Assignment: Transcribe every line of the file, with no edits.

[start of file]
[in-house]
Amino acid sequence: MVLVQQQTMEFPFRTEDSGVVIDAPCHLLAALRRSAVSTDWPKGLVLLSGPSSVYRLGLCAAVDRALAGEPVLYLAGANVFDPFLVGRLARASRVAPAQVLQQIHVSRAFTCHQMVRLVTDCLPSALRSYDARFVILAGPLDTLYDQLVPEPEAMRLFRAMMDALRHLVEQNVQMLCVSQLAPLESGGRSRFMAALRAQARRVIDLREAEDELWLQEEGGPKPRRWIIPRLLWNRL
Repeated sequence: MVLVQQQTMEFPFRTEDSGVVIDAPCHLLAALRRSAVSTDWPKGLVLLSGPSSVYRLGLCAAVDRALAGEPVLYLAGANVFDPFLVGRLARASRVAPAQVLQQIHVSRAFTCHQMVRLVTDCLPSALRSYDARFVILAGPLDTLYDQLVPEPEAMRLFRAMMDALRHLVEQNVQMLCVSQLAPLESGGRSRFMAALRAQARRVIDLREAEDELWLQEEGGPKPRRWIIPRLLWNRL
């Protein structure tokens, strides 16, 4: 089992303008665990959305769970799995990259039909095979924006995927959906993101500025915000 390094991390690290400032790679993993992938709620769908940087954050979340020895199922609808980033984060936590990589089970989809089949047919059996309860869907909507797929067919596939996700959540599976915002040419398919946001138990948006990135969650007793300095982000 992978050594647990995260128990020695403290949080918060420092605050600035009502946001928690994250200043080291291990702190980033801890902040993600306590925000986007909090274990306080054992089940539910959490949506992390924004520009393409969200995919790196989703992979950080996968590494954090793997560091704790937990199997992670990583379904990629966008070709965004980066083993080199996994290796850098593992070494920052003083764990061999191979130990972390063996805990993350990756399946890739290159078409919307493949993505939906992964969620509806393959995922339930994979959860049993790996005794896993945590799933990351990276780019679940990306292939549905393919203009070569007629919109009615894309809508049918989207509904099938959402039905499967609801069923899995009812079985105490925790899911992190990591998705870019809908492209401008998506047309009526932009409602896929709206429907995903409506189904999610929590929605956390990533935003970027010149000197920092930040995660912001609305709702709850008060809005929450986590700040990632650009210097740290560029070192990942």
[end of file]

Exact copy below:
[in-house]
Amino acid sequence: MVLVQQQTMEFPFRTEDSGVVIDAPCHLLAALRRSAVSTDWPKGLVLLSGPSSVYRLGLCAAVDRALAGEPVLYLAGANVFDPFLVGRLARASRVAPAQVLQQIHVSRAFTCHQMVRLVTDCLPSALRSYDARFVILAGPLDTLYDQLVPEPEAMRLFRAMMDALRHLVEQNVQMLCVSQLAPLESGGRSRFMAALRAQARRVIDLREAEDELWLQEEGGPKPRRWIIPRLLWNRL
Repeated sequence: MVLVQQQTMEFPFRTEDSGVVIDAPCHLLAALRRSAVSTDWPKGLVLLSGPSSVYRLGLCAAVDRALAGEPVLYLAGANVFDPFLVGRLARASRVAPAQVLQQIHVSRAFTCHQMVRLVTDCLPSALRSYDARFVILAGPLDTLYDQLVPEPEAMRLFRAMMDALRHLVEQNVQMLCVSQLAPLESGGRSRFMAALRAQARRVIDLREAEDELWLQEEGGPKPRRWIIPRLLWNRL
């Protein structure tokens, strides 16, 4: 089992303008665990959305769970799995990259039909095979924006995927959906993101500025915000 390094991390690290400032790679993993992938709620769908940087954050979340020895199922609808980033984060936590990589089970989809089949047919059996309860869907909507797929067919596939996700959540599976915002040419398919946001138990948006990135969650007793300095982000 992978050594647990995260128990020695403290949080918060420092605050600035009502946001928690994250200043080291291990702190980033801890902040993600306590925000986007909090274990306080054992089940539910959490949506992390924004520009393409969200995919790196989703992979950080996968590494954090793997560091704790937990199997992670990583379904990629966008070709965004980066083993080199996994290796850098593992070494920052003083764990061999191979130990972390063996805990993350990756399946890739290159078409919307493949993505939906992964969620509806393959995922339930994979959860049993790996005794896993945590799933990351990276780019679940990306292939549905393919203009070569007629919109009615894309809508049918989207509904099938959402039905499967609801069923899995009812079985105490925790899911992190990591998705870019809908492209401008998506047309009526932009409602896929709206429907995903409506189904999610929590929605956390990533935003970027010149000197920092930040995660912001609305709702709850008060809005929450986590700040990632650009210097740290560029070192990942």